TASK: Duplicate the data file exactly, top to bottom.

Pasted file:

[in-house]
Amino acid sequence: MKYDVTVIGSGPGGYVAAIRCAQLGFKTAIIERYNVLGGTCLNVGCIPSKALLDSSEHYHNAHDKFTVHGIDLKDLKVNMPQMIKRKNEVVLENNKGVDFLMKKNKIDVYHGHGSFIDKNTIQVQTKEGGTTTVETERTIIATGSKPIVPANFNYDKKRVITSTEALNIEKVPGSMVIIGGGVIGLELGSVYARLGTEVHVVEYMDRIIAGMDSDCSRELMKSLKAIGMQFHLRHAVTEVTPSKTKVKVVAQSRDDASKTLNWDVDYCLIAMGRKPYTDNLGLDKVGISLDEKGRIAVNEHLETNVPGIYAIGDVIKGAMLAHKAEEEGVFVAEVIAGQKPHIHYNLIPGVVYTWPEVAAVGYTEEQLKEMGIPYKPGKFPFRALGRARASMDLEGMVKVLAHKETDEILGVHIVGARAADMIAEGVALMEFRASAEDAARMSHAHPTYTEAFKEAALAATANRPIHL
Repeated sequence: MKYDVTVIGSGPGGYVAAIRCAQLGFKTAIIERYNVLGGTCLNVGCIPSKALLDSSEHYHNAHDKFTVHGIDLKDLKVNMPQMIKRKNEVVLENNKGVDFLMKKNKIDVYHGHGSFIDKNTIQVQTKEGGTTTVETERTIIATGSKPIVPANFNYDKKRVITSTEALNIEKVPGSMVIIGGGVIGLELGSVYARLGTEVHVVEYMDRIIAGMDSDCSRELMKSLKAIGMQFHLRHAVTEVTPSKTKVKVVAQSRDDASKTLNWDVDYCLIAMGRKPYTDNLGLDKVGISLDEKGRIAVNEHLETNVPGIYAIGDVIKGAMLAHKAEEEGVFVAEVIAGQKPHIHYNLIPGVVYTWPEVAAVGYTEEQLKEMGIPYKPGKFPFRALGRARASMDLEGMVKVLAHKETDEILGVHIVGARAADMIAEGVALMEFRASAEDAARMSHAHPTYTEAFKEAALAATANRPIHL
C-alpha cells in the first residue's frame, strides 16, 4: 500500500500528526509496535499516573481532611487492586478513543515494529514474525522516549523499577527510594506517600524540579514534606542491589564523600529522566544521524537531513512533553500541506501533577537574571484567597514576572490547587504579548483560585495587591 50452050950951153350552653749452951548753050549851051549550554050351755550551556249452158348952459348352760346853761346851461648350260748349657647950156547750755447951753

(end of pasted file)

[in-house]
Amino acid sequence: MKYDVTVIGSGPGGYVAAIRCAQLGFKTAIIERYNVLGGTCLNVGCIPSKALLDSSEHYHNAHDKFTVHGIDLKDLKVNMPQMIKRKNEVVLENNKGVDFLMKKNKIDVYHGHGSFIDKNTIQVQTKEGGTTTVETERTIIATGSKPIVPANFNYDKKRVITSTEALNIEKVPGSMVIIGGGVIGLELGSVYARLGTEVHVVEYMDRIIAGMDSDCSRELMKSLKAIGMQFHLRHAVTEVTPSKTKVKVVAQSRDDASKTLNWDVDYCLIAMGRKPYTDNLGLDKVGISLDEKGRIAVNEHLETNVPGIYAIGDVIKGAMLAHKAEEEGVFVAEVIAGQKPHIHYNLIPGVVYTWPEVAAVGYTEEQLKEMGIPYKPGKFPFRALGRARASMDLEGMVKVLAHKETDEILGVHIVGARAADMIAEGVALMEFRASAEDAARMSHAHPTYTEAFKEAALAATANRPIHL
Repeated sequence: MKYDVTVIGSGPGGYVAAIRCAQLGFKTAIIERYNVLGGTCLNVGCIPSKALLDSSEHYHNAHDKFTVHGIDLKDLKVNMPQMIKRKNEVVLENNKGVDFLMKKNKIDVYHGHGSFIDKNTIQVQTKEGGTTTVETERTIIATGSKPIVPANFNYDKKRVITSTEALNIEKVPGSMVIIGGGVIGLELGSVYARLGTEVHVVEYMDRIIAGMDSDCSRELMKSLKAIGMQFHLRHAVTEVTPSKTKVKVVAQSRDDASKTLNWDVDYCLIAMGRKPYTDNLGLDKVGISLDEKGRIAVNEHLETNVPGIYAIGDVIKGAMLAHKAEEEGVFVAEVIAGQKPHIHYNLIPGVVYTWPEVAAVGYTEEQLKEMGIPYKPGKFPFRALGRARASMDLEGMVKVLAHKETDEILGVHIVGARAADMIAEGVALMEFRASAEDAARMSHAHPTYTEAFKEAALAATANRPIHL
C-alpha cells in the first residue's frame, strides 16, 4: 500500500500528526509496535499516573481532611487492586478513543515494529514474525522516549523499577527510594506517600524540579514534606542491589564523600529522566544521524537531513512533553500541506501533577537574571484567597514576572490547587504579548483560585495587591 50452050950951153350552653749452951548753050549851051549550554050351755550551556249452158348952459348352760346853761346851461648350260748349657647950156547750755447951753